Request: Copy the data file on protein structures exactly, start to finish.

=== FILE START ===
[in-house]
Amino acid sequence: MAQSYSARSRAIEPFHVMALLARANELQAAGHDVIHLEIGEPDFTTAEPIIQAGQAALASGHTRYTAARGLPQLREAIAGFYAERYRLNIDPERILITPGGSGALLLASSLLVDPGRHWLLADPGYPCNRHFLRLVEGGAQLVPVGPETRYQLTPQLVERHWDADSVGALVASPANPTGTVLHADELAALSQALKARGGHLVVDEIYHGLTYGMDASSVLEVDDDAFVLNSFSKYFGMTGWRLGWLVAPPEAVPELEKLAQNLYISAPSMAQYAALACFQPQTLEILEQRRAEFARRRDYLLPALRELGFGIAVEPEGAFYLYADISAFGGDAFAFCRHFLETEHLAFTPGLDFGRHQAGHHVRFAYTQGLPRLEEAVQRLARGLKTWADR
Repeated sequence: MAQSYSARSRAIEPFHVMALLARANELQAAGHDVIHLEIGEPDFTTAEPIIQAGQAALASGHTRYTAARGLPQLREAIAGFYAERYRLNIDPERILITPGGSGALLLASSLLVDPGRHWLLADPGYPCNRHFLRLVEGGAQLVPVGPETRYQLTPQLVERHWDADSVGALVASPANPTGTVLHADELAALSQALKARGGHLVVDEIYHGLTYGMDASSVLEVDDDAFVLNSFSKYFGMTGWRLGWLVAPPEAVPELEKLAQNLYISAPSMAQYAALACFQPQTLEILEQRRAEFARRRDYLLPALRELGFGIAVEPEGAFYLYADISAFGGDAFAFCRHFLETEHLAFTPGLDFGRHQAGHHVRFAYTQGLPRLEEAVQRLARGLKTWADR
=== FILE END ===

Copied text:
[in-house]
Amino acid sequence: MAQSYSARSRAIEPFHVMALLARANELQAAGHDVIHLEIGEPDFTTAEPIIQAGQAALASGHTRYTAARGLPQLREAIAGFYAERYRLNIDPERILITPGGSGALLLASSLLVDPGRHWLLADPGYPCNRHFLRLVEGGAQLVPVGPETRYQLTPQLVERHWDADSVGALVASPANPTGTVLHADELAALSQALKARGGHLVVDEIYHGLTYGMDASSVLEVDDDAFVLNSFSKYFGMTGWRLGWLVAPPEAVPELEKLAQNLYISAPSMAQYAALACFQPQTLEILEQRRAEFARRRDYLLPALRELGFGIAVEPEGAFYLYADISAFGGDAFAFCRHFLETEHLAFTPGLDFGRHQAGHHVRFAYTQGLPRLEEAVQRLARGLKTWADR
Repeated sequence: MAQSYSARSRAIEPFHVMALLARANELQAAGHDVIHLEIGEPDFTTAEPIIQAGQAALASGHTRYTAARGLPQLREAIAGFYAERYRLNIDPERILITPGGSGALLLASSLLVDPGRHWLLADPGYPCNRHFLRLVEGGAQLVPVGPETRYQLTPQLVERHWDADSVGALVASPANPTGTVLHADELAALSQALKARGGHLVVDEIYHGLTYGMDASSVLEVDDDAFVLNSFSKYFGMTGWRLGWLVAPPEAVPELEKLAQNLYISAPSMAQYAALACFQPQTLEILEQRRAEFARRRDYLLPALRELGFGIAVEPEGAFYLYADISAFGGDAFAFCRHFLETEHLAFTPGLDFGRHQAGHHVRFAYTQGLPRLEEAVQRLARGLKTWADR